Today more than ever our pets are an active part of our everyday lives. As an added benefit, some employers allow staffers to bring their animals to work, while a fair amount of restaurants have dog-friendly patios. In addition to being excellent companions at home, our pets are often our side-kicks as we run errands or go on road trips. When driving with your pet, it is crucial to have their safety in mind as well as your own. Here are some tips to make sure that both you and your pet get to your destination safely.
Pets Stay in the Back Seat
When you are traveling with your pet, they should not be able to access the front seat. There are two reasons for this. First, as a practical consideration, airbags are designed to protect humans, not animals. So if you are involved in a collision, no matter how minor, if the airbag is triggered to deploy, your pet could suffer traumatic and potentially life-threatening injuries.
Additionally, having a pet in the front seat is a distraction for the driver. If the driver is more focused on keeping the dog restrained or entertained, then they will not be doing the important work of staying aware of road conditions. When a driver’s reaction time suffers due to distractions, serious accidents are more likely to happen. Lastly, if you are involved in a high-impact collision while your pet is in the front seat, the likelihood that they will be thrown from the car is much higher.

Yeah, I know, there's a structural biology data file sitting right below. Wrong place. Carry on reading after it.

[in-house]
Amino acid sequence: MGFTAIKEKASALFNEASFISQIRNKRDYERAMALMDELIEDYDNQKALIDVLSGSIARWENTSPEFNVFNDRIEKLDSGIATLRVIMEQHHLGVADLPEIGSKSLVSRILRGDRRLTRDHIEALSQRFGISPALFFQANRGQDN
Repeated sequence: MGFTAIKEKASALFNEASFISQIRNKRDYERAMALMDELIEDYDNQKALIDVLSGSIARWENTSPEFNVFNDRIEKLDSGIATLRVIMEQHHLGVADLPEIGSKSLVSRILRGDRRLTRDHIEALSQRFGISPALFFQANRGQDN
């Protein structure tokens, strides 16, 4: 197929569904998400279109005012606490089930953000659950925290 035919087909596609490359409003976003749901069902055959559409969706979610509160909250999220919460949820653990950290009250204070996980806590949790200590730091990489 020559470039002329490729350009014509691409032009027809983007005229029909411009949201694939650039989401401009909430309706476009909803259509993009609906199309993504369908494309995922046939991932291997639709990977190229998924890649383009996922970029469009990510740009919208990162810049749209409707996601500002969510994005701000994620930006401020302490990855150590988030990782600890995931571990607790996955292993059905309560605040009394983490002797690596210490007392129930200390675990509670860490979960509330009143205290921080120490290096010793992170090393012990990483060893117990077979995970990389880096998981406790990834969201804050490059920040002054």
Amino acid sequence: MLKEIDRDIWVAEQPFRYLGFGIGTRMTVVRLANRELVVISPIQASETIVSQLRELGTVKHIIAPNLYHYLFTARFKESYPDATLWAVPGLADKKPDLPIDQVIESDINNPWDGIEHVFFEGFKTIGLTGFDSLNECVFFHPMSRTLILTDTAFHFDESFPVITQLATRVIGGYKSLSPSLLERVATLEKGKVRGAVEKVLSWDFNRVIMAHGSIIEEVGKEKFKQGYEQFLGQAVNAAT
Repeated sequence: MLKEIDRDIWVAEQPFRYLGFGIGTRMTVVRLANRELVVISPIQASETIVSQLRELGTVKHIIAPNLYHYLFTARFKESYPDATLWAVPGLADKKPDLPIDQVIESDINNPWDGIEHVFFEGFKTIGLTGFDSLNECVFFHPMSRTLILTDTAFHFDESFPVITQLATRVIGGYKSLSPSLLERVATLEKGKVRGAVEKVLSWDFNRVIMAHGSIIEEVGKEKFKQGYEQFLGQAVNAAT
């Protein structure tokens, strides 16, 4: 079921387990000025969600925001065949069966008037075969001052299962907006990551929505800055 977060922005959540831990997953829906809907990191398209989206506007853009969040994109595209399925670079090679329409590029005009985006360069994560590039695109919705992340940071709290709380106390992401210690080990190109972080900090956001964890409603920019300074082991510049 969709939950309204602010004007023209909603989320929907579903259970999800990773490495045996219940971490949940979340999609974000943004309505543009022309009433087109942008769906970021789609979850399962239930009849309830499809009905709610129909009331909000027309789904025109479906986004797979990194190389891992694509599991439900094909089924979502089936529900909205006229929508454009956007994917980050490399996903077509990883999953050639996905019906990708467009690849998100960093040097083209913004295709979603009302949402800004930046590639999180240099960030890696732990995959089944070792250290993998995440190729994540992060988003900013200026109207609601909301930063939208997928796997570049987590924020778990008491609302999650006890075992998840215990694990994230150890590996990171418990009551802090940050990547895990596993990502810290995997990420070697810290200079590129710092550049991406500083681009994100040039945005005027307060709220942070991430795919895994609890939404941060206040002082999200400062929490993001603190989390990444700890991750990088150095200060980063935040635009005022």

Pets Should be Restrained
For the same reason that people wear seatbelts in the car, pets should be provided with a protective restraint. Upon any kind of impact, a restraint, either in the form of a crate or a harness, can save your pet’s life. Making sure that your pet stays in place ensures that it will not be thrown into the front seat and potentially hurt the driver and other passengers. Additionally, a restraint will hold them down upon impact and decrease the likelihood that they sustain blunt force injuries.
The Center for Pet Safety recommends either a harness or a crate as a safe option for restraining your pet. Let your pet’s reaction help you decide between the two restraint types. Some pets are very uncomfortable and respond negatively to being in an enclosed space, others lash out when they are attached to any kind of involved harness. Use what you know about your pet to make a smart decision for their safety.
Ultimately, your pet shouldn’t spend too much time in the car without being granted some time to get fresh air. If you’re on a long road trip make sure you factor in some extra time to toss the tennis ball or take water breaks.